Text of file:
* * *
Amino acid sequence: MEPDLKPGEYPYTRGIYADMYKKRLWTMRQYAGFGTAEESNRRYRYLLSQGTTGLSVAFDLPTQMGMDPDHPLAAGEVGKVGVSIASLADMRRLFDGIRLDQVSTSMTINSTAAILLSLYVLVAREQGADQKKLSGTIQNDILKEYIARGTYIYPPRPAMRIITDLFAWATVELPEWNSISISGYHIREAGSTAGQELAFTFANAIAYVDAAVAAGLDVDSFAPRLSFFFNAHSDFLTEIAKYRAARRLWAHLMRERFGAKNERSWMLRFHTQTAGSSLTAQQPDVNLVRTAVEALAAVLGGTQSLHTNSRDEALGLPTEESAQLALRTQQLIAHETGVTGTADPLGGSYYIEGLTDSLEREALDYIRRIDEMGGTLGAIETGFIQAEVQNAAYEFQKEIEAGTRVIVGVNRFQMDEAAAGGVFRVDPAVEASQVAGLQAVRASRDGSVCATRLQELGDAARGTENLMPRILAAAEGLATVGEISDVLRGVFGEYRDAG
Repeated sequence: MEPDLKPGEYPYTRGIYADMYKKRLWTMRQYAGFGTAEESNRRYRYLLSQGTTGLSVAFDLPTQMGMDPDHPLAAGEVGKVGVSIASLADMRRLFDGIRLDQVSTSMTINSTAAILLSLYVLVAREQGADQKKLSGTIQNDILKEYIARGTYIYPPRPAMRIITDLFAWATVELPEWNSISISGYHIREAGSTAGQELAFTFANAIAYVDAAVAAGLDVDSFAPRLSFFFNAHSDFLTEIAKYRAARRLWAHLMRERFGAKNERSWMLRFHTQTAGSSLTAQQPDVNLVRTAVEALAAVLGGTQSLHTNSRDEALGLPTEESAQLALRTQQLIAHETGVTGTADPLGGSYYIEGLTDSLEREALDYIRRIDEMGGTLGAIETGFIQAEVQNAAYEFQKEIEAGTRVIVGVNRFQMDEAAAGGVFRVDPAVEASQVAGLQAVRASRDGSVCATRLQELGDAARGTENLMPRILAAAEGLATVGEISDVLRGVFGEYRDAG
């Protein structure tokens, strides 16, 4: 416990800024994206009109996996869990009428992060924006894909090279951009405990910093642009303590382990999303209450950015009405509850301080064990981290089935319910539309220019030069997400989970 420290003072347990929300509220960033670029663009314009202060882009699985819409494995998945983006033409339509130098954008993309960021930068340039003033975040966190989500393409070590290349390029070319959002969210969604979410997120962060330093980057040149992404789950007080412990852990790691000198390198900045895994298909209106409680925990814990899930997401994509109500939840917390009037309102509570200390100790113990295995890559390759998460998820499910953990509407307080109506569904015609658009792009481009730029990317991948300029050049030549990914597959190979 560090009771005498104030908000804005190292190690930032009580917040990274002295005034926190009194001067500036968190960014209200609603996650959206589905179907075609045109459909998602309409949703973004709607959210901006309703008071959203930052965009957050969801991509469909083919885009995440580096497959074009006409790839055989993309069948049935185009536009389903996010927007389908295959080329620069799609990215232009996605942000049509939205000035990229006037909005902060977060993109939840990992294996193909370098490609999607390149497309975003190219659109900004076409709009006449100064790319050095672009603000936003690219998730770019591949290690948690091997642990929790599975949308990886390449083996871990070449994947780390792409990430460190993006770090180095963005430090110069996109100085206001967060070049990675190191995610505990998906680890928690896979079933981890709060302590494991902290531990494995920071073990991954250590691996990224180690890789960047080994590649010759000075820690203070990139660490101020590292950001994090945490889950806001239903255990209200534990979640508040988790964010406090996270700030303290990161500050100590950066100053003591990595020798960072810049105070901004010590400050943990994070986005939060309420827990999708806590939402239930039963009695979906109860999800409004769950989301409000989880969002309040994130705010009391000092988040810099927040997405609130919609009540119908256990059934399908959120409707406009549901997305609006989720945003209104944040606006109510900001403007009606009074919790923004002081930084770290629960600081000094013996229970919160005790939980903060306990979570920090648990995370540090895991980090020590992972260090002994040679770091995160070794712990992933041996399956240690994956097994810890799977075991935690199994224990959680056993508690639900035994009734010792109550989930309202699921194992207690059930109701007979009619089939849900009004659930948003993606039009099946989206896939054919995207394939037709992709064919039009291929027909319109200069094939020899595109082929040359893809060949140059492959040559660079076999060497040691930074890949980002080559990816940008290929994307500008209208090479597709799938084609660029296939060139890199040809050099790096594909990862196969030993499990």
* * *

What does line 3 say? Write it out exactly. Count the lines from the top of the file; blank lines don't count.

């Protein structure tokens, strides 16, 4: 416990800024994206009109996996869990009428992060924006894909090279951009405990910093642009303590382990999303209450950015009405509850301080064990981290089935319910539309220019030069997400989970 420290003072347990929300509220960033670029663009314009202060882009699985819409494995998945983006033409339509130098954008993309960021930068340039003033975040966190989500393409070590290349390029070319959002969210969604979410997120962060330093980057040149992404789950007080412990852990790691000198390198900045895994298909209106409680925990814990899930997401994509109500939840917390009037309102509570200390100790113990295995890559390759998460998820499910953990509407307080109506569904015609658009792009481009730029990317991948300029050049030549990914597959190979 560090009771005498104030908000804005190292190690930032009580917040990274002295005034926190009194001067500036968190960014209200609603996650959206589905179907075609045109459909998602309409949703973004709607959210901006309703008071959203930052965009957050969801991509469909083919885009995440580096497959074009006409790839055989993309069948049935185009536009389903996010927007389908295959080329620069799609990215232009996605942000049509939205000035990229006037909005902060977060993109939840990992294996193909370098490609999607390149497309975003190219659109900004076409709009006449100064790319050095672009603000936003690219998730770019591949290690948690091997642990929790599975949308990886390449083996871990070449994947780390792409990430460190993006770090180095963005430090110069996109100085206001967060070049990675190191995610505990998906680890928690896979079933981890709060302590494991902290531990494995920071073990991954250590691996990224180690890789960047080994590649010759000075820690203070990139660490101020590292950001994090945490889950806001239903255990209200534990979640508040988790964010406090996270700030303290990161500050100590950066100053003591990595020798960072810049105070901004010590400050943990994070986005939060309420827990999708806590939402239930039963009695979906109860999800409004769950989301409000989880969002309040994130705010009391000092988040810099927040997405609130919609009540119908256990059934399908959120409707406009549901997305609006989720945003209104944040606006109510900001403007009606009074919790923004002081930084770290629960600081000094013996229970919160005790939980903060306990979570920090648990995370540090895991980090020590992972260090002994040679770091995160070794712990992933041996399956240690994956097994810890799977075991935690199994224990959680056993508690639900035994009734010792109550989930309202699921194992207690059930109701007979009619089939849900009004659930948003993606039009099946989206896939054919995207394939037709992709064919039009291929027909319109200069094939020899595109082929040359893809060949140059492959040559660079076999060497040691930074890949980002080559990816940008290929994307500008209208090479597709799938084609660029296939060139890199040809050099790096594909990862196969030993499990």